Hothouse Flower: The romantic and moving novel from the bestselling author of The Seven Sisters series

£4.995
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Hothouse Flower: The romantic and moving novel from the bestselling author of The Seven Sisters series

Hothouse Flower: The romantic and moving novel from the bestselling author of The Seven Sisters series

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Price: £4.995
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Lucinda Riley can truly spin a tale and frankly, after reading Kate Morton's novels, which are essentially tragedies, it's refreshing to read a story told in the same vein but with a more uplifting ending. But what bugged me the most are those stupid dialogues. I haven't read so much bullshit in a very long time. Seriously, people don't talk like that. Especially not, if they know each other. And what made me laugh out loud are sentences like "I hope I am worth enough for you", from a person living in 2010. Oooooookay.

Hothouse Flower: The Calloway Sisters, Book 2 (The Calloway

Daisy Calloway is eighteen. Finally. With her newfound independence, she can say goodbye to her overbearing mother and continue her modeling career. Next stop, Paris. Fashion Week begins with a bang, and Daisy uncovers the ugly reality of the industry. She wants to prove to her family that she can live on her own, but when everything spirals out of control, she turns to Ryke to keep her secrets. Here is where The Baker's Daughter truly shines. Elsie and her parents run a bakery in Garmisch, Germany, a city where Gestapo soldiers raid houses and residents fear for their lives in the worst days of World War II. McCoy renders the bakery especially well. I could smell, see, and taste the breads and sweet treats. My mouth still waters thinking about them. Goodies aside, the bakers move this part of the story. At seventeen, Elsie is being courted by an SS officer who is closer in age to her father than to her. She does not love him. Rather, Elsie adores Hollywood movies and is more concerned with keeping a secret that could get her and her family killed. Julia Forrester has many happy memories of a childhood spent at Wharton Park, playing amongst the exotic flowers her grandad cared for. In Sarah McCoy's The Baker's Daughter, the main character is Reba Adams, a writer who lives in El Paso, Texas. Reba dreams of going to California but has not capitalized on her vision yet: "I thought I'd start here and eventually make my way to California—L.A., Santa Barbara, San Francisco." She has yet to leave Texas, however.Now, recovering from a family tragedy, she seeks comfort once more at Wharton Park, newly inherited by the charismatic Kit Crawford, with a sad story of his own. I still really liked this book and would definitely recommend it even with these couple of things that I didn't care for.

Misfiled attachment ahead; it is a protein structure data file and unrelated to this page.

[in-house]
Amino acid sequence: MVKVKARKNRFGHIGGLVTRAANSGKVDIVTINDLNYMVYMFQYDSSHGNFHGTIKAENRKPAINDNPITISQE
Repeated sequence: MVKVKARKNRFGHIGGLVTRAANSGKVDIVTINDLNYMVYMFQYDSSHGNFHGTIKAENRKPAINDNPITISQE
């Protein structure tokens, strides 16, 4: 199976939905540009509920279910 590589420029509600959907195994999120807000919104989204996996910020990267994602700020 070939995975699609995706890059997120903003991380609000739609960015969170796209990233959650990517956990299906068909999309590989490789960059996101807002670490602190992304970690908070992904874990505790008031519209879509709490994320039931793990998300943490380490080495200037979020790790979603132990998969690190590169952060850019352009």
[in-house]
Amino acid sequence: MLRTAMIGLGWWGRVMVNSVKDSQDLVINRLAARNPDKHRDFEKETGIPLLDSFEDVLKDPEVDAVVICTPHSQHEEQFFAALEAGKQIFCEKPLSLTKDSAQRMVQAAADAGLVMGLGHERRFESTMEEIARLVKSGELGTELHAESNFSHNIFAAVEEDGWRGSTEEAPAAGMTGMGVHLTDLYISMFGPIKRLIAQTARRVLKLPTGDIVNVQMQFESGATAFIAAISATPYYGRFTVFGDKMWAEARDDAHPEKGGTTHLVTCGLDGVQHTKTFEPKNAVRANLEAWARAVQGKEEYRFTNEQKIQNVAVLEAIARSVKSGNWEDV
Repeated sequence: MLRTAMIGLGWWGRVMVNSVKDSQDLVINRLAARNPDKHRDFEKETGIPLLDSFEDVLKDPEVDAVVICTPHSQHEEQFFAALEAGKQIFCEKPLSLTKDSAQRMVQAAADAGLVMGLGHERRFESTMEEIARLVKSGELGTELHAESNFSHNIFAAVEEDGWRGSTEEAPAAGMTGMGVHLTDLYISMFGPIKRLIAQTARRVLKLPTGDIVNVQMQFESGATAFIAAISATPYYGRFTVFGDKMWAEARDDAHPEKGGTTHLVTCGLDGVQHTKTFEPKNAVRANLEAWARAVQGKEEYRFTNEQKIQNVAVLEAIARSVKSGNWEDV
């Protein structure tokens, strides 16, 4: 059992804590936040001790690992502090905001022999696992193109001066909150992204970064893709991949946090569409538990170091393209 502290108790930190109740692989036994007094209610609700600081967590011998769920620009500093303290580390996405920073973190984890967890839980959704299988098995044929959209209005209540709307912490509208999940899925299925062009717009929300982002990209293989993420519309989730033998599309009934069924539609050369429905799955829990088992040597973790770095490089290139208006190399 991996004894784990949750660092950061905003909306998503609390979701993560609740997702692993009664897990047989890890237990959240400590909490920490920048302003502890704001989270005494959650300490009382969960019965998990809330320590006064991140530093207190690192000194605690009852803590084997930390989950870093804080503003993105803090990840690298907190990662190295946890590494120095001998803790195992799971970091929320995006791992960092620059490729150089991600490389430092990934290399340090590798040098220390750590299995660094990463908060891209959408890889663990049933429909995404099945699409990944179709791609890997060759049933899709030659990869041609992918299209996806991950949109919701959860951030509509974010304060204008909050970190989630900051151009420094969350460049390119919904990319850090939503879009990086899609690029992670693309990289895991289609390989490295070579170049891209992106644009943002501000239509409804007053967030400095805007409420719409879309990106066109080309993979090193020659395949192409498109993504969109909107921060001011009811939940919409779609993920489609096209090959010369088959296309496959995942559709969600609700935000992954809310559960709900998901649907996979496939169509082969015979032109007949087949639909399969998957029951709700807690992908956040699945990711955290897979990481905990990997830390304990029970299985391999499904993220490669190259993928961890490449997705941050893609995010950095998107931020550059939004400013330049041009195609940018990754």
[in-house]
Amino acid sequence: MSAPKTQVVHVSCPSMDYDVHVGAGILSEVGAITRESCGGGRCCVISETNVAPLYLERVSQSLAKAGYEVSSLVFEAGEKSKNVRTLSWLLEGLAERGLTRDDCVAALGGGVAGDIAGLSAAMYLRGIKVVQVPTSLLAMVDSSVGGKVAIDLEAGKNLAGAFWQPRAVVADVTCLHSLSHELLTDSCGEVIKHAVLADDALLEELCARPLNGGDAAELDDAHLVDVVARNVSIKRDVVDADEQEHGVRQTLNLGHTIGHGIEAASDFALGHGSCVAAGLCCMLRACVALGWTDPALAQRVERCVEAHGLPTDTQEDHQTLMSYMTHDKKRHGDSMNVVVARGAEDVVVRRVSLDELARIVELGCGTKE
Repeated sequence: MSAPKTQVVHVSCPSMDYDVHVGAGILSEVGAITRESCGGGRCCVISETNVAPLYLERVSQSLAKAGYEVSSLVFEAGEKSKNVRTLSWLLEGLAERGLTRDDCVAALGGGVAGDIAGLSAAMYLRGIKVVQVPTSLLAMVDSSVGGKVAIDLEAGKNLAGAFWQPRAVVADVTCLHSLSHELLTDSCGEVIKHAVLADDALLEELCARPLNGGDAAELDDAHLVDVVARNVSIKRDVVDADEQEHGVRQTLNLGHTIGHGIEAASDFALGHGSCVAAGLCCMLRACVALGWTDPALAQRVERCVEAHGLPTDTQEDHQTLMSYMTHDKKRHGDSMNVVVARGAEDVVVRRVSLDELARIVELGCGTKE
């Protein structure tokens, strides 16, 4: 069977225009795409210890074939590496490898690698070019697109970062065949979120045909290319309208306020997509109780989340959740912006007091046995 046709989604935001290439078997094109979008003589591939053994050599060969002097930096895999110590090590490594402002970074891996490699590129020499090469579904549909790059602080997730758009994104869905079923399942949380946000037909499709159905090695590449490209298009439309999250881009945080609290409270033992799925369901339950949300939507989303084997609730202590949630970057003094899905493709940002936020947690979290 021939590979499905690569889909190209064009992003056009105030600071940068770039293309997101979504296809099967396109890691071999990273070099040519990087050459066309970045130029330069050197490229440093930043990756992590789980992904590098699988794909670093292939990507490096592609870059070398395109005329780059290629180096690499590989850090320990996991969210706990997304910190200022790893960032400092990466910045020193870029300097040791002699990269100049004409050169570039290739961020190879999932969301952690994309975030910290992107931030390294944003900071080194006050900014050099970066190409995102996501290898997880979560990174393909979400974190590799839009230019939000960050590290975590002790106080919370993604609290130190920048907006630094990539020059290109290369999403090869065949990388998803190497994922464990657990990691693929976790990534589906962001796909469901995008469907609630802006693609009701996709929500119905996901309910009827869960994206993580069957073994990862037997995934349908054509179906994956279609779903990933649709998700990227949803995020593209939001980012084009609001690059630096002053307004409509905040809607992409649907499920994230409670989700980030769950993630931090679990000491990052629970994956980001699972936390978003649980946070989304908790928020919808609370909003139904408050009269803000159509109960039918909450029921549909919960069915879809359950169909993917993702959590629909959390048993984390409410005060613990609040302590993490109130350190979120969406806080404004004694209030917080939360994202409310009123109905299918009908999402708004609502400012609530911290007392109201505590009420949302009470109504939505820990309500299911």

The Orchid House by Lucinda Riley | Goodreads The Orchid House by Lucinda Riley | Goodreads

Now here's where I had some issues with the book. I had some trouble understanding the motives behind some of the characters. First, Henry, the heir to Wharton House, is sort of horrible. He leads Olivia on and traps her in a loveless marriage and only seems to be looking out for himself. He doesn't seem to understand why what he's doing is wrong and he sort of manipulates Julia's grandfather to get what he wants. Even though I liked the love story between Henry and Lidia, it made it a little hard to fully support their love story as Henry was just generally horrible. I loved seeing how the mystery of Julia's family came together. The historical part of the book takes place during World War II in both England and Thailand. I liked how the story was told by Julia's grandmother as sort of an omniscient point of view. The part of the story set in Thailand was definitely my favorite. It's a love story between two people who deeply care for each other and holds the secret to Julia's existence. It is worth noting that Hothouse Flower was republished in 2012 with the title of The Orchid House just so that any confusion with readers thinking it might be a different story, when this is not the case are cleared up straight away. Although the central theme of a family saga set in a country house spanning from the 1930's to the present day is far from an original one, this one is different. It has such a multi layered story to tell us with so many stirring and compelling love stories, secrets and surprises to share I stayed awake far too late at night reading this as I was engrossed. Extremely well written the story flows beautifully, period and locations are credibly described and the characters feel realistic. The situations that they face are ones that we are all able to empathise with from generation to generation. Certainly one of the best family sagas of the genre that I have read recently. The other issue that I had was everything that happened with Julia's personal life. I don't want to give anything away so excuse me for being vague. First, it just seemed a crazy that it would happen in the first place. I almost wished that it would have been left out of the book because aside from making Julia really sad, I don't think it added anything to the book. All in all this book is badly written, with logical errors all the time, absurd dialogues and predictable to no end. I really can't point out all the things that bugged - let me just say, there were a lot. I still can't believe that nobody noticed all the errors when it came to the logical aspects. WTF!